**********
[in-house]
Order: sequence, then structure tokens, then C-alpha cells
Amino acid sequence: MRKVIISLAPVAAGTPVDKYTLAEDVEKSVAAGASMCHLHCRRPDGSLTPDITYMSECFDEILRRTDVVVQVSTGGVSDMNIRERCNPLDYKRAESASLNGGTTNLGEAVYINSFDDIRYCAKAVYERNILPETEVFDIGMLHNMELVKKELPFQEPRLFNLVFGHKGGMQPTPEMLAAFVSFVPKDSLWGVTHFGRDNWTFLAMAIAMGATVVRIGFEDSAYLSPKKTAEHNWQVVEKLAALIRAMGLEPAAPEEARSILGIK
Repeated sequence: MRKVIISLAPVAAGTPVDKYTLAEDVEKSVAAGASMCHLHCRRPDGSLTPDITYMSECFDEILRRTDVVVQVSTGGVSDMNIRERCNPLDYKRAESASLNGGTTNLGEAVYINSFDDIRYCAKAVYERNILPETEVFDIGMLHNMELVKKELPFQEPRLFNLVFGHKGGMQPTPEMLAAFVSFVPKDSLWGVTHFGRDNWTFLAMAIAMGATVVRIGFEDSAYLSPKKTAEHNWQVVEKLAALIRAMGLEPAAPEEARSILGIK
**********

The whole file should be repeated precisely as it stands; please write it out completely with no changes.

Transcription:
[in-house]
Order: sequence, then structure tokens, then C-alpha cells
Amino acid sequence: MRKVIISLAPVAAGTPVDKYTLAEDVEKSVAAGASMCHLHCRRPDGSLTPDITYMSECFDEILRRTDVVVQVSTGGVSDMNIRERCNPLDYKRAESASLNGGTTNLGEAVYINSFDDIRYCAKAVYERNILPETEVFDIGMLHNMELVKKELPFQEPRLFNLVFGHKGGMQPTPEMLAAFVSFVPKDSLWGVTHFGRDNWTFLAMAIAMGATVVRIGFEDSAYLSPKKTAEHNWQVVEKLAALIRAMGLEPAAPEEARSILGIK
Repeated sequence: MRKVIISLAPVAAGTPVDKYTLAEDVEKSVAAGASMCHLHCRRPDGSLTPDITYMSECFDEILRRTDVVVQVSTGGVSDMNIRERCNPLDYKRAESASLNGGTTNLGEAVYINSFDDIRYCAKAVYERNILPETEVFDIGMLHNMELVKKELPFQEPRLFNLVFGHKGGMQPTPEMLAAFVSFVPKDSLWGVTHFGRDNWTFLAMAIAMGATVVRIGFEDSAYLSPKKTAEHNWQVVEKLAALIRAMGLEPAAPEEARSILGIK